The new episode this week, “A Sin To Err“, really takes things to the next level, and the journey getting to that is rather tragic. Last week Agent Sousa finally figured out that the mysterious woman who had thwarted the SSR’s efforts to capture some of Howard Stark’s supposed criminal contacts was actually Peggy, and so the agency goes after her, even as we see what exactly is happening with Dr. Ivchenko and Dottie in their respective stories here. The tension is definitely getting even more so, and the show is headed for a really big showdown that can only be called explosive.
Last time we were in the world of Ms. Marvel, we were witness to the titular hero stepping up big time to be a responsible member of her generation, and inspiring others to do the same. It was a great moment that I think underscores some real-world realities and thus writer G. Willow Wilson is able to better place her hero in the ongoing changing world of comics, where the comics are often a stark reflection of our world and our changing perception to it. Nothing to be scoffed at, that.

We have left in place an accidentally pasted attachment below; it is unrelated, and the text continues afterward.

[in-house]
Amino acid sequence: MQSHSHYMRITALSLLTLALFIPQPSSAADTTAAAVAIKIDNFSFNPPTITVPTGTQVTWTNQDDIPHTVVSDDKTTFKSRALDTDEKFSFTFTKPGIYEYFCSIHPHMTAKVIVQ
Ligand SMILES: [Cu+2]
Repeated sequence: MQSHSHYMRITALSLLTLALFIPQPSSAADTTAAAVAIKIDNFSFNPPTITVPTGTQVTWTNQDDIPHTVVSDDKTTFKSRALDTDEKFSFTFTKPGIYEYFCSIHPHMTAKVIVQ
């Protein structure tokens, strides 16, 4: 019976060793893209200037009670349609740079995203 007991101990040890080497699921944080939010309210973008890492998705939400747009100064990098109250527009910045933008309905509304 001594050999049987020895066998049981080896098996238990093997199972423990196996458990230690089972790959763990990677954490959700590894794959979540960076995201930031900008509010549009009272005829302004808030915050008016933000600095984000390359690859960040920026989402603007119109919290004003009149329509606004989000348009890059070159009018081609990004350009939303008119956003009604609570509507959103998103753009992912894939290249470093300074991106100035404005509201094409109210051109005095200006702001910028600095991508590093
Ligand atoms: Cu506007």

The Inventor has been ever-present since the start of the series and while G. Willow Wilson has dealt with some other things along the way, the story has still remained focused on Kamala’s first nemesis, someone who can be considered to be at-level and thus a good foil for her in some ways while also being the primary antagonist. With Ms. Marvel #11, G. Willow Wilson closes out her first mega-arc, while at the same time artists Adrian Alphon and Ian Herring continue to present some truly excellent artwork.